NJ unemployment computers crash again, leaving 'concerning' void of answers
Another computer problem within the New Jersey Department of Labor last week left residents unable to claim unemployment and other benefits, prompting renewed frustration over tech issues that have endured throughout the coronavirus pandemic.
Layne Broyles of Randolph filed a claim for family leave insurance in early December so she could take care of her husband, who was hospitalized for two weeks with COVID-19.
She said she was supposed to get her first payment on Dec. 28, nearly a month after she and her husband had to stop work. Instead, she said, she was told a "computer glitch" prevented that — and future payments.
Neither a Department of Labor staffer nor a liaison in Gov. Phil Murphy's office could answer her questions about the reason for the glitch or when benefits would arrive, Broyles said Monday.
"A computer glitch and no answers is not acceptable," Broyles said. "To be told the liaison for the governor's office doesn’t know about this is even more concerning.”
The state Department of Labor and Workforce Development, which processes and distributes unemployment, family leave and temporary disability benefit payments, confirmed via tweet an "unplanned outage" on Tuesday, Dec. 29.
Murphy couldn't provide details on the outage when asked during a briefing on Monday.
“I can’t give you any insight on unplanned downtime, but if you’re going to have downtime last week is probably the one week of the year that you would have it," he said. "If you’re still waiting for your benefits and are frustrated, I don’t blame you. If you’re eligible you’ll get every penny you deserve."
A spokeswoman for the Department of Labor later said the system to certify for unemployment benefits was down for about 12 hours, "the first significant disruption to the certification process since May 2nd."
Angela Delli-Santi, the spokeswoman, did not answer specific questions about what caused the computer issues or how many people were affected. She said the "few" family leave claims that did not go through on Dec. 29 were expected to be processed Monday night and did not confirm tech issues on Dec. 28.
The problem in the eyes of residents like Broyles, however, is that last week's downtime was not an isolated event but a recurring one that this timeaffected caretakers and potentially even people ill with coronavirus themselves.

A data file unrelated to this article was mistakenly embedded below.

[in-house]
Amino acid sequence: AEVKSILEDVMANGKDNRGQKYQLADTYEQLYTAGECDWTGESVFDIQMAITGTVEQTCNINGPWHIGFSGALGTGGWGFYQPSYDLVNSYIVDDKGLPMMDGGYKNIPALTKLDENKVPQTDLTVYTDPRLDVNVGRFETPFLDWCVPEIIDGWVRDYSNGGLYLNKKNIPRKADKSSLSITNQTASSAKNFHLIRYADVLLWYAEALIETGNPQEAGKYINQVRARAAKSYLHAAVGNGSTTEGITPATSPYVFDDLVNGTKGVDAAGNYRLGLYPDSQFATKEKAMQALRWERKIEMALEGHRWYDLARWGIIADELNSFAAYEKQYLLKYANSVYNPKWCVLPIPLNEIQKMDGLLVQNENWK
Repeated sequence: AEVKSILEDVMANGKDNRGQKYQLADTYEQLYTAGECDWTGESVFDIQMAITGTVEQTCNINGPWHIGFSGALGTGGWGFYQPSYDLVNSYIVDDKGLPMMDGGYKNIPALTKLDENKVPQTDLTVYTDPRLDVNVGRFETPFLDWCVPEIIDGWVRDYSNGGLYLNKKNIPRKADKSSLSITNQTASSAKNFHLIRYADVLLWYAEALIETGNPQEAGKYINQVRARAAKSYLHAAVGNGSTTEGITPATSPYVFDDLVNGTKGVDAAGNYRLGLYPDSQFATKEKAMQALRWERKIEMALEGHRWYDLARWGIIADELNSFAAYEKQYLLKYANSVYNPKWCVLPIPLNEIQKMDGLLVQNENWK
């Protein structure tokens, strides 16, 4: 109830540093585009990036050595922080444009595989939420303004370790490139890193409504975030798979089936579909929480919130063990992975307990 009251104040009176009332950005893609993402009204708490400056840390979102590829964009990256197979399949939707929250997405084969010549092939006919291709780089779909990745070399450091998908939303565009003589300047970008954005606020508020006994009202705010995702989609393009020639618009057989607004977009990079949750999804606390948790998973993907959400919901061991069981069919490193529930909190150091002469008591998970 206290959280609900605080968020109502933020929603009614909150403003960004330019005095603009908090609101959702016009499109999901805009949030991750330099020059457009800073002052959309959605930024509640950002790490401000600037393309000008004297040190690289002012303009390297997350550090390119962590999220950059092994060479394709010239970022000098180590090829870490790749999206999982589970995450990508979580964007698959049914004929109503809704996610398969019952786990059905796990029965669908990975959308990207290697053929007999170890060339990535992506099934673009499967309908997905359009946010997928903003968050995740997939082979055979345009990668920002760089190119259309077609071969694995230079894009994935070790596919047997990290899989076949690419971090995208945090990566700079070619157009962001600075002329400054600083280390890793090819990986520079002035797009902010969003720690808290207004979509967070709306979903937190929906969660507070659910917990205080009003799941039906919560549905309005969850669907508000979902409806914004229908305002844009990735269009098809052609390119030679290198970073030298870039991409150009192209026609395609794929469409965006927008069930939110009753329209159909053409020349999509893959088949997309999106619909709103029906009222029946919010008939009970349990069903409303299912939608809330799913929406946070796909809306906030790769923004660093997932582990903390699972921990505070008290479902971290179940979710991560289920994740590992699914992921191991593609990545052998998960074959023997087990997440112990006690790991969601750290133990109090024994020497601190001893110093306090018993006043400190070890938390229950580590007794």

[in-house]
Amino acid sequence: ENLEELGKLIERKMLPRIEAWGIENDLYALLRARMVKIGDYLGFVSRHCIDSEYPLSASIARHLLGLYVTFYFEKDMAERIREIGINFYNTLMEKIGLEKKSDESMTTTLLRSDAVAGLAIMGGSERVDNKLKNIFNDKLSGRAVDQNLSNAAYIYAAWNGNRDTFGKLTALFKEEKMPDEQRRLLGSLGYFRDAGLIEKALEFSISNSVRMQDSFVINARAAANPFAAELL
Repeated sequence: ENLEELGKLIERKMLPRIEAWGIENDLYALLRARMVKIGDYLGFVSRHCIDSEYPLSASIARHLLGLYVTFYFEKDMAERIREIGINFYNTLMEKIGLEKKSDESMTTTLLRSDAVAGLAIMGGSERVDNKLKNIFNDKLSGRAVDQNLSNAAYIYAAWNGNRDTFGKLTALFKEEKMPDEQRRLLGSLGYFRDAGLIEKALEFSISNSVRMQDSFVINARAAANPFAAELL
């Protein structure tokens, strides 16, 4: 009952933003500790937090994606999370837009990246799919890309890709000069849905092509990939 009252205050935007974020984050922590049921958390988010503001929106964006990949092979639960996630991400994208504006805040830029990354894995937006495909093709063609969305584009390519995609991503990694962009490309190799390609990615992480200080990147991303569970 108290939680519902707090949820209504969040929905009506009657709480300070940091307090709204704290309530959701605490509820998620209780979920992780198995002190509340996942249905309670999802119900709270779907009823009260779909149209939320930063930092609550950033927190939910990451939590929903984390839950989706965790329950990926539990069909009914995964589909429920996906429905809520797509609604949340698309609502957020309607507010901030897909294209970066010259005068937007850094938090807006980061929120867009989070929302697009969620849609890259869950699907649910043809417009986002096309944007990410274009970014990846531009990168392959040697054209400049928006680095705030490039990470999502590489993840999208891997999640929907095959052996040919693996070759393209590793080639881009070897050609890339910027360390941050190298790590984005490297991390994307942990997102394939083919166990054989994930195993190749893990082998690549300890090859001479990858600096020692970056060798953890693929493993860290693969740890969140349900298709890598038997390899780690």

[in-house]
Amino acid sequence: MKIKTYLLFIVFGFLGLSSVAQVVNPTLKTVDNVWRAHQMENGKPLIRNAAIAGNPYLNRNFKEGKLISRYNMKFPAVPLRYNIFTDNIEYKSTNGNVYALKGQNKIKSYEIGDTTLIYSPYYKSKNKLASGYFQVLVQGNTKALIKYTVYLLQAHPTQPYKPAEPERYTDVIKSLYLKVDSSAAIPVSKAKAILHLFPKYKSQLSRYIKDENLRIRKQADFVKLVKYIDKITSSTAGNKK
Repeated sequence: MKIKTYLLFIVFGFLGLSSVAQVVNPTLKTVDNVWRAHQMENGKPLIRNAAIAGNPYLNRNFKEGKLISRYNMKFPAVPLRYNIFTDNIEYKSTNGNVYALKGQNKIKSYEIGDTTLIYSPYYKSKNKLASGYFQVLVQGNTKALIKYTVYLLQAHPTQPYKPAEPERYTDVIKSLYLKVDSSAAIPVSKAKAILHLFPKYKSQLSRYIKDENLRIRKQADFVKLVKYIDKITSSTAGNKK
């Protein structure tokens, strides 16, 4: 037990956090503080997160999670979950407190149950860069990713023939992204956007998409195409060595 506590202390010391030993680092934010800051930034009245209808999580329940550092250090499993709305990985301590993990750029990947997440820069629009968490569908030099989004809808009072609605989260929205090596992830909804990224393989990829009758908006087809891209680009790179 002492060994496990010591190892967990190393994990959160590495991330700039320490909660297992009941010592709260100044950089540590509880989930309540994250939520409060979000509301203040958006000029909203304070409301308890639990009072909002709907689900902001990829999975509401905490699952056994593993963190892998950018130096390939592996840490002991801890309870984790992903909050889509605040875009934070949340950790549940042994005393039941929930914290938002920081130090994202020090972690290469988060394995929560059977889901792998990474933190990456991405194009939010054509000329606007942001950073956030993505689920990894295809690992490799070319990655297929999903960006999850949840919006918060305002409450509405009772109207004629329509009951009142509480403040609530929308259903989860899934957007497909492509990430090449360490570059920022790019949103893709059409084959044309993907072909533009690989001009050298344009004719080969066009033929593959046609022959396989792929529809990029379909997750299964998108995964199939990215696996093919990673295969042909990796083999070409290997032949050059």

“Now you’re talking about people that are sick, ill or taking care of ill people," she said. "Now we’re talking not having money for medications or food, or [people who] don’t have the strength or ability to fight the system to get this done.”
Computer problems persist at state agencies
When it comes to New Jersey's response to the virus, providing unemployment and related benefits has been a trouble spot.
The state's unemployment rate went from record low to a record high, surpassing the economic hit of the Great Recession, as the state chose to shut down business to try to keep the virus at bay.
At the same time that claims for benefits were skyrocketing, the state had to roll out new benefits created by federal stimulus programs and shift its own workers to home offices.
But those explanations from state leaders, and their repeated pleas for patience, have been little consolation to the thousands of residents who were out of work and unable to collect payments or those who were stymied by a computer system that crashed.
Murphy and Labor Commissioner Rob Asaro-Angelo previously blamed old computers for the state's backlog problems, but those known issues have endured for years and are a symptom of widespread neglect of New Jersey's tech backbone, according to one expert.
“This computer system needs to be upgraded," said state Sen. Anthony Bucco, R-Morris, who said multiple constituents were affected last week and added that his own questions about the problem have gone unanswered by the Murphy administration. "We need to make an investment in the infrastructure to make sure this kind of stuff can be corrected in the future.”
Bucco said computer problems at the beginning of the pandemic may have been understandable, given the crush of demand.
“But now, nine months later, we should have this system in a position where it's operating and it's working and it's being effective, and people are getting their claims paid," he said. “We haven’t seen that yet, and that’s frustrating.”
Broyles and her husband worked for a car dealership before he tested positive for the coronavirus. He was discharged from a hospital about 2½ weeks ago but is still recovering and uses oxygen at home, she said.
“We are lucky he made it home. He was in the ICU," Broyles said.
Despite both being out of work for a month, the Broyleses have been able to cover costs for themselves and their two children, ages 3 and 11.
But Broyles, 38, is worried about hospital bills that are due to be arriving soon, and she is not sure how long it will be before her husband goes back to work.
“I can live off my savings, but for how long?” she said. “There’s no money in sight. I know nothing.”
Stacey Barchenger is a reporter in the New Jersey Statehouse. For unlimited access to her work covering New Jersey’s policymakers and political power structure, please subscribe or activate your digital account today.